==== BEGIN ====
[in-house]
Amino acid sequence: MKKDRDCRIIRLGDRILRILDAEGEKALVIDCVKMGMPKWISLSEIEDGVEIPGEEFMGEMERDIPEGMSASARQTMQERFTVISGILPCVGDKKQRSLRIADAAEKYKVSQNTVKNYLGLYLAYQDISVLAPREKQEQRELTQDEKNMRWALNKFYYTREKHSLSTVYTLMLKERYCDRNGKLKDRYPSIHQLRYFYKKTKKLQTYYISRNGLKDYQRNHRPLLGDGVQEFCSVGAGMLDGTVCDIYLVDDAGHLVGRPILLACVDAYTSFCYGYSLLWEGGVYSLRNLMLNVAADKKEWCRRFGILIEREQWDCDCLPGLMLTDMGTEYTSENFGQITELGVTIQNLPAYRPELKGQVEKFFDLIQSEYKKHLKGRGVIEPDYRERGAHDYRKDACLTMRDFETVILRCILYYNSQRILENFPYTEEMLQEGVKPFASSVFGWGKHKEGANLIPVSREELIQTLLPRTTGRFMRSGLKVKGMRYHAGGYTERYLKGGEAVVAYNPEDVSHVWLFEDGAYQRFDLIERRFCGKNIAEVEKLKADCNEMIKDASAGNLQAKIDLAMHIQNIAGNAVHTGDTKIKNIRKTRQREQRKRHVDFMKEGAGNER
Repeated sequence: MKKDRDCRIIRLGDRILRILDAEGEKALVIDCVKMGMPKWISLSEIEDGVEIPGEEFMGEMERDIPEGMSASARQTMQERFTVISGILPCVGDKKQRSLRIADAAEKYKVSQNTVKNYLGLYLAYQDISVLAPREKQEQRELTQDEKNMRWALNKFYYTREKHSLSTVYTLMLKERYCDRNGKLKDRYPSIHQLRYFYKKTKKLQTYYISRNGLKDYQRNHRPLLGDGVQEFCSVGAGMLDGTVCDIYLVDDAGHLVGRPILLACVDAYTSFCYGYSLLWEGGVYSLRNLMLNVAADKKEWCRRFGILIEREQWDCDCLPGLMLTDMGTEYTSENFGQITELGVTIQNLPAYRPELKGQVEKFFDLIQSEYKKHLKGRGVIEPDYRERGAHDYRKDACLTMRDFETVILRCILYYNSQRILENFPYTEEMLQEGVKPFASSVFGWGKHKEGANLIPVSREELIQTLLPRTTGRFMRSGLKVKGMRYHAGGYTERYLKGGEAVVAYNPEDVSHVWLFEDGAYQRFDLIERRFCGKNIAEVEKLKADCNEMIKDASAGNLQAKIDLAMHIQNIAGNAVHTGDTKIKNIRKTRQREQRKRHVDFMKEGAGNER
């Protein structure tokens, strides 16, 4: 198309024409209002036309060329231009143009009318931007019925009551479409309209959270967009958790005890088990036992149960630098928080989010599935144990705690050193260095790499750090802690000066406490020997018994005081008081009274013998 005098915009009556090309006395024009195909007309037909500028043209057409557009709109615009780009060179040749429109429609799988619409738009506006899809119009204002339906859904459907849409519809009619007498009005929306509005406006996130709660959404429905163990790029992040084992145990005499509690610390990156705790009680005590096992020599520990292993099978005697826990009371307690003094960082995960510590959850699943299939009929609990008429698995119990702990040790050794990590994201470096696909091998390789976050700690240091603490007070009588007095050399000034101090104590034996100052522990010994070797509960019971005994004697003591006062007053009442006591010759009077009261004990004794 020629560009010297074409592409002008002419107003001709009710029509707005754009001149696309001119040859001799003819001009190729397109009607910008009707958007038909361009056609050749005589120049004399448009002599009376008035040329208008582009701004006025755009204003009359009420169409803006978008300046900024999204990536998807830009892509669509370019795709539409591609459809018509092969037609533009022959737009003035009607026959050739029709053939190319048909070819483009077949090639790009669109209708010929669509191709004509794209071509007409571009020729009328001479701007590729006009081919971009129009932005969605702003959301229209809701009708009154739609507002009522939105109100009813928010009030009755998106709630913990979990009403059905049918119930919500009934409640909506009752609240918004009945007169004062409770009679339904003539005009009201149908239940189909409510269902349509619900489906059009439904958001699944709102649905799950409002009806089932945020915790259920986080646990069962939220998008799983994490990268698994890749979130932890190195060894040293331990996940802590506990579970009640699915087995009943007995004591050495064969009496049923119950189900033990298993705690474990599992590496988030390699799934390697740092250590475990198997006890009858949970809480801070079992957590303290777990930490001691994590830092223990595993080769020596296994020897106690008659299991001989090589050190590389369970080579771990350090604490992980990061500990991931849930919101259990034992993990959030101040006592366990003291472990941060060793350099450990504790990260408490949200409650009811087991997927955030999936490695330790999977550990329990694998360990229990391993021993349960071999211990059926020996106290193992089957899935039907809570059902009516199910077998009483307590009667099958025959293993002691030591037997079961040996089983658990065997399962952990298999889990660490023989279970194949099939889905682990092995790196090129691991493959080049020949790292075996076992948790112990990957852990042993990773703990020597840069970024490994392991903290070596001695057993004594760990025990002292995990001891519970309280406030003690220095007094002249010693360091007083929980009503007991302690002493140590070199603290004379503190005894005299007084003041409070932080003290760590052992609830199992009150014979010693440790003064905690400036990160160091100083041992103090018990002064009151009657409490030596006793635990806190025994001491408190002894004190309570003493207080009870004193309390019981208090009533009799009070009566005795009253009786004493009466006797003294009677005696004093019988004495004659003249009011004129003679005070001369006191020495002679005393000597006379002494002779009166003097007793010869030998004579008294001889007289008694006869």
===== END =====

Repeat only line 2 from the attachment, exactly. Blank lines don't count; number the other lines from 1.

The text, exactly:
Amino acid sequence: MKKDRDCRIIRLGDRILRILDAEGEKALVIDCVKMGMPKWISLSEIEDGVEIPGEEFMGEMERDIPEGMSASARQTMQERFTVISGILPCVGDKKQRSLRIADAAEKYKVSQNTVKNYLGLYLAYQDISVLAPREKQEQRELTQDEKNMRWALNKFYYTREKHSLSTVYTLMLKERYCDRNGKLKDRYPSIHQLRYFYKKTKKLQTYYISRNGLKDYQRNHRPLLGDGVQEFCSVGAGMLDGTVCDIYLVDDAGHLVGRPILLACVDAYTSFCYGYSLLWEGGVYSLRNLMLNVAADKKEWCRRFGILIEREQWDCDCLPGLMLTDMGTEYTSENFGQITELGVTIQNLPAYRPELKGQVEKFFDLIQSEYKKHLKGRGVIEPDYRERGAHDYRKDACLTMRDFETVILRCILYYNSQRILENFPYTEEMLQEGVKPFASSVFGWGKHKEGANLIPVSREELIQTLLPRTTGRFMRSGLKVKGMRYHAGGYTERYLKGGEAVVAYNPEDVSHVWLFEDGAYQRFDLIERRFCGKNIAEVEKLKADCNEMIKDASAGNLQAKIDLAMHIQNIAGNAVHTGDTKIKNIRKTRQREQRKRHVDFMKEGAGNER